Because of technology, and the public’s changing expectations of elected officials, messaging from constituents to public officeholders increased over fivefold—548 percent—between 2002 and 2010, according to the Congressional Management Foundation. That’s a lot more communication, and constituent management software development during that time reflected this new need.

But there’s still a structural impediment to staff being fully responsive to constituents: “Members of Congress are only allowed to hire eighteen staff members apiece, a statistic that doesn’t change with the increased volume of messaging. So there’s still a great deal of dissatisfaction: “Research by Zogby found that email is the most common way to contact Congress, and that most people expect a response to their messages. Yet a third of people who email Congress receive no response, and nearly half of those who did receive a response found it lacking, usually because they believed it failed to actually address their issue” or issues.

Above all, what is needed is a way to interact with the folks that are contacting the office before committing the same amount of time to each constituent’s contact—or before inadvertently blowing them off.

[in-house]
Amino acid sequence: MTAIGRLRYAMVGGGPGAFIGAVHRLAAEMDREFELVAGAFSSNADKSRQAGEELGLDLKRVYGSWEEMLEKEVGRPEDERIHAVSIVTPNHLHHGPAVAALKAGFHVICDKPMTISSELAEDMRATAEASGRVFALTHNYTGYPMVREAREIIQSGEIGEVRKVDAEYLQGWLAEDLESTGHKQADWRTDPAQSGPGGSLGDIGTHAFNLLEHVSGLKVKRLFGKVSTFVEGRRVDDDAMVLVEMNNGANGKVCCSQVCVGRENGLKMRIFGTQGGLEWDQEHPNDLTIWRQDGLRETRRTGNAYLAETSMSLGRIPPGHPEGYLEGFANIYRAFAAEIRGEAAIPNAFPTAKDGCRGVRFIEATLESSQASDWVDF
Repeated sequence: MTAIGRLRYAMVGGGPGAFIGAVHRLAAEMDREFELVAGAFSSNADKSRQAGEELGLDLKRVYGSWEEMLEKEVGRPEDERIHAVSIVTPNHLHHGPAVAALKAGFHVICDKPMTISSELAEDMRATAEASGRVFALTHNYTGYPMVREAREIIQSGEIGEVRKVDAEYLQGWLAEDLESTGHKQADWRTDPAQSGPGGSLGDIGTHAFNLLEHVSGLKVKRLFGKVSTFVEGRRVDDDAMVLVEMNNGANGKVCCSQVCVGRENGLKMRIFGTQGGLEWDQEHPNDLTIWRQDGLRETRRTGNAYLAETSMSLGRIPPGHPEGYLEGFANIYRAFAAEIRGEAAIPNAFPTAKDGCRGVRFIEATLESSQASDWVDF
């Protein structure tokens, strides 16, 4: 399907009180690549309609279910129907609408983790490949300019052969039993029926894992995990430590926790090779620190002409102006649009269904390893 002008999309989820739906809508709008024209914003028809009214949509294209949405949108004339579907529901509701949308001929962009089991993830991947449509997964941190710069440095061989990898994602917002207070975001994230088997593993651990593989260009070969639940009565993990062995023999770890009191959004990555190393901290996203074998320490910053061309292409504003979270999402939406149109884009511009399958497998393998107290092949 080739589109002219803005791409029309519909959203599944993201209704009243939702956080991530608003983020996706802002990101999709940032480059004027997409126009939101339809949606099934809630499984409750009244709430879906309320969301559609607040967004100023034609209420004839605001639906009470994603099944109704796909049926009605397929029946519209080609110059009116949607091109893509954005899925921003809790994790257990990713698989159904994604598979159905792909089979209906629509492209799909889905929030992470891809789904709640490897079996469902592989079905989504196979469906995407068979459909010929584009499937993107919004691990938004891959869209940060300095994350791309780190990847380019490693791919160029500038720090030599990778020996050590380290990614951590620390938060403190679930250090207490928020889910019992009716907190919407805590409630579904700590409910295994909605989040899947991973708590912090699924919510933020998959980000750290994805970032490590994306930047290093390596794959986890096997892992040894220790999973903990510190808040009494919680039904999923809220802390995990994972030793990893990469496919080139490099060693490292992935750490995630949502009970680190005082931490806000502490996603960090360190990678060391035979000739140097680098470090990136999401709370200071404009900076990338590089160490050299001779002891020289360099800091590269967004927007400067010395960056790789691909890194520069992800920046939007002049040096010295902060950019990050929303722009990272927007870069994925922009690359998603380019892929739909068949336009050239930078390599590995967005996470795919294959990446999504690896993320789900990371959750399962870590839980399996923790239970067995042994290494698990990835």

Middleware is a potential approach to this. Middleware is aptly named: it’s software that acts as a “middle person” for communication between users and managers of distributed applications. Constituent communication applications that use middleware can, according to researchers at VisionTrac, “enable and foster interactions among the many relevant ‘civic actors’ in a way that does not prevent participation of diverse actors due to the use of heterogeneous and distributed technologies, but rather reconciles them.” In the case of constituent software, it allows interaction for the sake of civic engagement—but it can also be used to discern what kind of engagement a participant needs. So if Joe or Jane visit a public official’s contact page, middleware can communicate with them: What’s this about? Do you need help with a public service? Do you want to leave a comment about proposed legislation? Anything else?

The common denominator of all social middleware is that it is interactive. In order to be interactive, it blends “the physical and virtual worlds in which connected objects and software platforms” interact with humans. This can be done in ways that encourage “civic engagement,” such as creating interactive “crowdsensing maps” and other public displays. Everything remains “human-centered” even though it’s utilizing bots of various kinds to engage constituents for as long as possible before human-to-human interaction is needed.

Market research from this month indicates middleware is about to accelerate in growth. It’s unclear how much of this is communications technology, but that industry is also in a period of deep global growth. I hope you’ll take time to contact us and discuss your own needs for better management of constituent communications.

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